Evening Will Come: A Monthly Journal of Poetics (Librarian Feature—Issue 44, August 2014)

Shannon Tharp
This Means a Lot of Autobiography

There is always this question: “What made you want to become a librarian?”

The answer is difficult and hardly linear.

In answering the question “How did you come to be a librarian?” for a 1982 Paris Review interview, poet-librarian Philip Larkin said, “Oh dear, this means a lot of autobiography” (Phillips).


I began work as a collection development librarian at the University of Wyoming one week after I turned 31. Had you told me at 18 that I’d end up a librarian in my home state—as my mother and maternal grandmother before me did—I would’ve told you that you were out of your mind. I was leaving Wyoming for college in Iowa. I was going to be a journalist. I was going to show you.

By the time I graduated college, journalism had become poetry. I was going to graduate school to study creative writing. I was moving to Seattle from Des Moines. I was trying to be brave about whatever future there was or wasn’t in this process of taking words apart and putting them back together, this concentrated listening, this attunement to possibility.

I was 22. I didn’t know where or how I fit.


There are so many things I’m leaving out.

One of the earliest meanings of the word ‘become’ is to agree with, be fitting.


In the essay “What We Do Not See If We Do Not See” from Agnes Martin: Writings/Schriften, Martin advises, “We have been very strenuously conditioned against solitude. To be alone is considered to be a grievous and dangerous condition. So I beg you to recall in detail any times when you were alone and discover your exact response at those times.”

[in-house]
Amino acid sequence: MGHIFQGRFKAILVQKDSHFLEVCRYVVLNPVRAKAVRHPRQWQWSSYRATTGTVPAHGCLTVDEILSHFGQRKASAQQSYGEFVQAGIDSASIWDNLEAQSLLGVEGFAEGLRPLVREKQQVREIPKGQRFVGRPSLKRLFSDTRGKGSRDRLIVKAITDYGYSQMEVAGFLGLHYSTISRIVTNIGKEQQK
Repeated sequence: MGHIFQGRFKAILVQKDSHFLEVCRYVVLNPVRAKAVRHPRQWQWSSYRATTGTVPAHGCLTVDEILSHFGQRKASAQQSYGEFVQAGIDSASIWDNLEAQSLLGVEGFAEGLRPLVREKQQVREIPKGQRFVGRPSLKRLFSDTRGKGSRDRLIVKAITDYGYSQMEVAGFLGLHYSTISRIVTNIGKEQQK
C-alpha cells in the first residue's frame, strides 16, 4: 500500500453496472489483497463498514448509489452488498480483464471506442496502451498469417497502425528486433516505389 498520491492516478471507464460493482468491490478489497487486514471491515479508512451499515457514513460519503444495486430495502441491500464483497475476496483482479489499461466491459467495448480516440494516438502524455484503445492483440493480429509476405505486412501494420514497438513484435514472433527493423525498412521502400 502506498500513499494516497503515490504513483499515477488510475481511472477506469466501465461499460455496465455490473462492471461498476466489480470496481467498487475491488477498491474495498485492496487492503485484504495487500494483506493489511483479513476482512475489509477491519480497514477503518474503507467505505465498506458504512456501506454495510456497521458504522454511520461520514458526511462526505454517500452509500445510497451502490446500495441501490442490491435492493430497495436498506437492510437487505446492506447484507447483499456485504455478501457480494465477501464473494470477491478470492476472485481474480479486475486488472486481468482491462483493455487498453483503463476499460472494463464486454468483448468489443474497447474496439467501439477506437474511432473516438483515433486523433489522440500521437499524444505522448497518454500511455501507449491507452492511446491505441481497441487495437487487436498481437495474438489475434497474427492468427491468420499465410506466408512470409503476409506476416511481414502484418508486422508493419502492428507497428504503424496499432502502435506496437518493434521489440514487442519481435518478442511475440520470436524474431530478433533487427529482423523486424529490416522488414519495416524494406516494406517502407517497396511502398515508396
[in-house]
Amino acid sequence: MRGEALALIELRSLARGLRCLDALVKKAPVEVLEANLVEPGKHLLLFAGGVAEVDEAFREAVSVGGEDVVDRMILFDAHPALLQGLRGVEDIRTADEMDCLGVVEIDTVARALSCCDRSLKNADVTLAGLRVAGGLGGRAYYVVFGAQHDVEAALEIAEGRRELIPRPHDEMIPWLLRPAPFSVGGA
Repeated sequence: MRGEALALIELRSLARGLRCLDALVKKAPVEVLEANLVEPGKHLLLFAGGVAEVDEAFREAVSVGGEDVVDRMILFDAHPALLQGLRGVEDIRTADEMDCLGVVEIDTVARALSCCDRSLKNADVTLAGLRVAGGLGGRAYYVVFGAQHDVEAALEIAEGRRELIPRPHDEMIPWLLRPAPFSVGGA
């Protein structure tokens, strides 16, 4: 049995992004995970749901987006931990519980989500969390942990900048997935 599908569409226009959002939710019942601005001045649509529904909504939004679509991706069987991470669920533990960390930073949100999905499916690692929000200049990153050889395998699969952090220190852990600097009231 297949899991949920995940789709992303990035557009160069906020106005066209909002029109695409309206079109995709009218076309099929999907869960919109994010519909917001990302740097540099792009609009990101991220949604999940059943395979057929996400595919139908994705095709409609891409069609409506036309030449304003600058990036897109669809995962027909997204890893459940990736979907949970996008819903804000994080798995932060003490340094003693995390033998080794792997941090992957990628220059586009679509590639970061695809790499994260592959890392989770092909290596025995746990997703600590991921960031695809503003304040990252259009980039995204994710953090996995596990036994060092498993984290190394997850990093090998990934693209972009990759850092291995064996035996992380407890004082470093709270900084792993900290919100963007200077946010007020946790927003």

This passage is repeated on the back cover of the book, bidding the reader farewell from the last possible place words could appear on a book’s body. To me, this little echo is one of the most loving departures a book could yield. Go and remember. Be quiet for a while.

On the first day of June 2014, I’d been a librarian for four months when I rounded a corner at the Denver Art Museum and there was Martin’s The Tree. Issued in 1965—the year that gave us A.R. Ammons’s Tape for the Turn of the Year, George Oppen’s This in Which, and Sylvia Plath’s Ariel—Martin’s painting is acrylic and graphite on canvas, a barely perceptible, intricate grid in which to be.

I remember knowing without having fully turned toward the painting that it was Martin’s. Her work is unmistakable. And here I was turning and planting myself as best I could to look at her painting amid a milling crowd.

More and more, I end up wondering how I’m alive to see whatever it is I think I’m seeing. How can I tell you that light, time, and patience were in front of me in that place, on that day in and with The Tree. How do I say I was happy and have it sound believable.